Their ogres relish throwing roadblocks in their way. Billy Youngwolf Floyd and Madison (Mads) Murray. Billy’s mom, Anna, threw herself off Seattle’s Aurora Bridge. Mads, in Seattle to study for the real estate license she doesn’t want (but her mother does), discovers the body (although Billy doesn’t know this). After the discovery, Mads becomes obsessed with finding what could have possibly pushed Anna to the brink.
Of course, Billy and Mads must meet…under awkward circumstances…and fall for each other. Of course the ogres are in their glory, setting up roadblocks to their budding romance. Of course there is heated passion. Of course there is disappointment.
Billy and Mads are savers. He wants to save animals from cruel owners. She wants to save her infant next door neighbor, Ivy, from her lousy parents. The question is can they save themselves from themselves, either alone or together?
Have you ever read a book that you like at the beginning, but about two thirds of the way through, it’s too much of a good thing and you speed read to finish because you’re invested? Well, Essential Maps for the Lost by Deb Caletti is just such a book.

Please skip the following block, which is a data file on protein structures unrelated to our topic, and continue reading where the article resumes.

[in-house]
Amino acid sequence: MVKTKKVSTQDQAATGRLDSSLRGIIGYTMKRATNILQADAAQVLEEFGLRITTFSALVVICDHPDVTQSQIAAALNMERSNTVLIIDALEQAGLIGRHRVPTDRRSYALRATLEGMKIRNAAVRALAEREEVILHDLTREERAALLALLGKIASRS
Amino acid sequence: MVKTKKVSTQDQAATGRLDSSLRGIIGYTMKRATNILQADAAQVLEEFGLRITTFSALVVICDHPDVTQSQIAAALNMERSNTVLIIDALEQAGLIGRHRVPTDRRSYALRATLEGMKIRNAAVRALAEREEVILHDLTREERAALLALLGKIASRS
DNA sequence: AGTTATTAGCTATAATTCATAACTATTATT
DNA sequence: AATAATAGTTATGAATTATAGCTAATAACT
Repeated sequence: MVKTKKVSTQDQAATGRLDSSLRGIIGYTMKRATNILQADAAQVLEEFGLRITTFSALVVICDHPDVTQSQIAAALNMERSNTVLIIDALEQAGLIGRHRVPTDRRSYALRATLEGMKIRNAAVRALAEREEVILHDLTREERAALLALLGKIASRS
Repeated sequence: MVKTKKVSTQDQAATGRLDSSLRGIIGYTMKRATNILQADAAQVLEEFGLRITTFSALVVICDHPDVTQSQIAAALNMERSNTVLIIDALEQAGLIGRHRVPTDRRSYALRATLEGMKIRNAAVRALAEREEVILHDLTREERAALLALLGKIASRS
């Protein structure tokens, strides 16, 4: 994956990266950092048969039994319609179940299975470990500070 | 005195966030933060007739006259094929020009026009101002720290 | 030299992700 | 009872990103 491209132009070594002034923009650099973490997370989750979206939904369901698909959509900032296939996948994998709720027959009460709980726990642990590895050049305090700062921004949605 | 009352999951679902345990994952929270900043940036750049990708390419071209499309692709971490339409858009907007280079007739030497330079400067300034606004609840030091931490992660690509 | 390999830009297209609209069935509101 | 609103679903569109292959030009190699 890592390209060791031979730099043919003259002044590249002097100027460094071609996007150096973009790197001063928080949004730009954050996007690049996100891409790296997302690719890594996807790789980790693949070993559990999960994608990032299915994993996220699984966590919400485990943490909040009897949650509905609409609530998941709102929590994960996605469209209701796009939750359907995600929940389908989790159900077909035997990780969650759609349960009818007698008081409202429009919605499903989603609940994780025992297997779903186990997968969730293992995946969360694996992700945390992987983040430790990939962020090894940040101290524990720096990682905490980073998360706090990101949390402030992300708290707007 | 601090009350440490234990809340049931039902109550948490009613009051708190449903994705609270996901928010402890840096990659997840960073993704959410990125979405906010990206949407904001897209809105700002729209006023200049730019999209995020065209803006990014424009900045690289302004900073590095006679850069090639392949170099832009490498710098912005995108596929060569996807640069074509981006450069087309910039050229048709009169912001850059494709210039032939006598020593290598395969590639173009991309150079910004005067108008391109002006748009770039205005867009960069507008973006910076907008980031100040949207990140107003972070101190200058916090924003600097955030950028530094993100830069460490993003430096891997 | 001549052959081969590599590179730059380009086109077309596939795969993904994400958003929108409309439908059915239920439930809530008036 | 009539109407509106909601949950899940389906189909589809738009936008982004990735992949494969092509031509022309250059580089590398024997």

Caletti, author of the popular The Last Forever, The Six Rules of Maybe, Wild Roses and, of course, Honey, Baby, Sweetheart begins Essential Maps for the Lost as follows:
“Here’s the biggest truth right up front: The way Mads and Billy Youngwolf Floyd met was horrible, hideous. Anyone will agree. You will, too. You’ll think it’s awful. And then maybe beautiful, which is precisely the point. When the story gets sad and terrible, when there are too many mistakes to count, hang on for the beautiful parts. Wait for them. Have some faith they’ll arrive. This is also precisely the point: the hanging on. The waiting, the faith.”
It is certainly an unusual use of language. However, after 270 pages, it was too much of a good thing. I was ready for ‘normal’ language. I was invested. I liked Mads and I liked Billy. I wanted a happy ending. So I read on…actually skimmed the remaining 60 pages…to find out what happened.
Essential Maps for the Lost is a good book, no doubt about it. Something, though, made it miss being a great book.